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Fay Sampson’s Family History

This site is a work-in-progress. There is a massive amount to cover. I have included both male and female lines, and some go back 30 generations. Keep coming back for more.
I have numbered the generations working backwards from my own as (1)

Sampson  Tree



JOHN COLMAN. The Colmans form a small, apparently nuclear, family in the Exmoor  village of East Anstey in the 16th century.

There were no Colmans in the parish in the 1525 Lay Subsidy Roll.[1] Nor have they been found in the adjacent Devon parishes. There is John Cokeman in Bishops Nympton, only a short distance away. There is only one other instance of the Cokeman surname in all of Devon, so it may be a mistranscription of Coleman. He was rated at the lowest level of W1, meaning that he was assessed as a worker, and not as having rateable goods or land.

In addition, there are two Somerset parishes, Hawkridge and Dulverton, adjoining East Anstey, for which we do not have the Lay Subsidy Rolls. John could have come from one of these, though when their registers begin, we do not find any Colmans there.

The first record we have of them in East Anstey is in the 1545 Subsidy Roll, when John Colman appears as a taxpayer.[2]

We do not meet him again until his will was proved in 1578. Since he is not named in the 1569 Muster Roll for East Anstey, we assume he was then too old and infirm to bear arms.


GUNNET. The will of Gunnet Colman of East Anstey was proved in 1581, three years after John’s. Since this is such a small family, the natural conclusion is that she was John’s wife.

Gunnet is an unusual name. It is an alternative spelling of Gundred. St Gundred was a Cornish saint, the daughter of a leper who lived in isolation. She ministered to him by bringing him water and other necessities. She is commemorated by a sacred well bearing her name.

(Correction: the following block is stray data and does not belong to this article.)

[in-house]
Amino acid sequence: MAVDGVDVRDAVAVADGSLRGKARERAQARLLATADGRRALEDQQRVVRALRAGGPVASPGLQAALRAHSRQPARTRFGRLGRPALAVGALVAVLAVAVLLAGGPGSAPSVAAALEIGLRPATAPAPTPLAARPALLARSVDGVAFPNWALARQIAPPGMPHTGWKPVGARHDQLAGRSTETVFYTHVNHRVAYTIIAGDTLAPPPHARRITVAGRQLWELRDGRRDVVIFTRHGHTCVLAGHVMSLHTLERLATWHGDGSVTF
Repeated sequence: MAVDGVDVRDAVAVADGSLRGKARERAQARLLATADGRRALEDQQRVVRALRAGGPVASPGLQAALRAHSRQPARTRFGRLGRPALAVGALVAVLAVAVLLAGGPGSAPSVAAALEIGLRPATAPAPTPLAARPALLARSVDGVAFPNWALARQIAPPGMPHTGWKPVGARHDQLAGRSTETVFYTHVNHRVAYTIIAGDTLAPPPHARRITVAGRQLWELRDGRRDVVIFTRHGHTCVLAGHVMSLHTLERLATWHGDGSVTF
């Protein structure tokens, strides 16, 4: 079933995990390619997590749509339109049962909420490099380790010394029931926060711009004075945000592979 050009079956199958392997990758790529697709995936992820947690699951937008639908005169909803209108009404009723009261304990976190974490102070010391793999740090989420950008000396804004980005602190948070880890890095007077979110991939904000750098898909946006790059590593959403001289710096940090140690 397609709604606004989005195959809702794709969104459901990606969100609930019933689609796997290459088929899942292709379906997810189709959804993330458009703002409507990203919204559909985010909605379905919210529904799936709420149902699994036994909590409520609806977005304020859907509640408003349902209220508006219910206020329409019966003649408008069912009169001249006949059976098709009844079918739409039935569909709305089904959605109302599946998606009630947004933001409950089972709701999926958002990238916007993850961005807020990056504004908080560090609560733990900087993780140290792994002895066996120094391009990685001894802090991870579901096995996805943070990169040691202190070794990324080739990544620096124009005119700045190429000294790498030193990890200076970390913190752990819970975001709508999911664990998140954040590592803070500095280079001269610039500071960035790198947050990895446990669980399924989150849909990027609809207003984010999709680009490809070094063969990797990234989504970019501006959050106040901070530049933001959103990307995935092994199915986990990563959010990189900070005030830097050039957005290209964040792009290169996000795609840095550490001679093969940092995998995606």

In 16th century Devon the name is chiefly found in Knowstone parish, 4 miles SW of East Anstey. It may be that Gunnet has her roots there. It occurs there in the Comyns, Bowber, Rendle, Yeo, Gamon and Vicarye families.


Henry Colman, whom we believe to be their son, was a respected member of the community in 1569. We would estimate from that that John and Gunnet were born in the first quarter of the 16th century. Their lives were lived out in the reign of the Tudors.


East Anstey is a very small parish in the foothills of Exmoor on the Devon-Somerset border. It lies 10 miles north of Tiverton. The name Anstey means “hill pathway for one”.


The parish registers for East Anstey have only survived from 1596, so we have no record of any baptisms for John and Gunnet’s children.

We do, however, have the Muster Roll for 1569.[3] The only Colman to appear on it is Henry Colman. We assume that he is John and Gunnet’s son. He is one of the four presenters of the roll, so he would be one of the leading parishioners. But he is not one of the two presenters given a special requirement to provide arms, indicating that he was not particularly wealthy. This probably reflects John and Gunnet’s standing in the East Anstey community.

There would almost certainly have been other children. Daughters would not appear in the tax and muster records. East Anstey is a small village. If there were other sons besides Henry, they would appear to have moved to earn their living in another parish. It is quite likely that Henry was the eldest and had taken over his parents’ holding by 1569. He may have been looking after them in their old age.

Henry’s rating in the 1581 tax returns was a little above average.[4] He was assessed for goods, not for land. He may have been a tenant farmer, raising sheep in this hill country. It is likely that he was following in his father’s footsteps. A farm would not have supported more than one of John’s sons, which would explain why East Anstey seems to have only one adult male Colman in each generation.

Anstey Mills cottages [5]


John and Gunnet lived through the upheaval of the Reformation and Henry VIII’s break with Rome, then the swing back to Catholicism under Mary, and the return to Protestantism with Elizabeth I.


We do not have a record of their burials, but John’s will was proved in 1578 and Gunnet’s in 1581.

John’s estate was valued at £45.7.4. This would be a respectable sum in Elizabethan England, but not an over-large one.

Three years later, Gunnet’s estate was valued at £15.6.4. No doubt much of John’s wealth had gone to Henry and any other children they may have had.


[1] Devon Lay Subsidy Rolls 1524-1527, ed. T.L. Stoate. https://www.westcountrybooks.com/
[2] Devon Lay Subsidy Rolls 1543-1545. ed. T.L. Stoate. https://www.westcountrybooks.com/
[3] The Devon Muster Roll for 1569. Ed.T.L. Stoate and A.J. Howard. https://www.westcountrybooks.com/
[4] Devon Taxes 1581-1660. ed. T.L. Stoate. https://www.westcountrybooks.com/
[5] https://www.devonfarms.co.uk/assets/accommodation/images/gallery/73018013-anstey-mills-cottages.jpg




Sampson Tree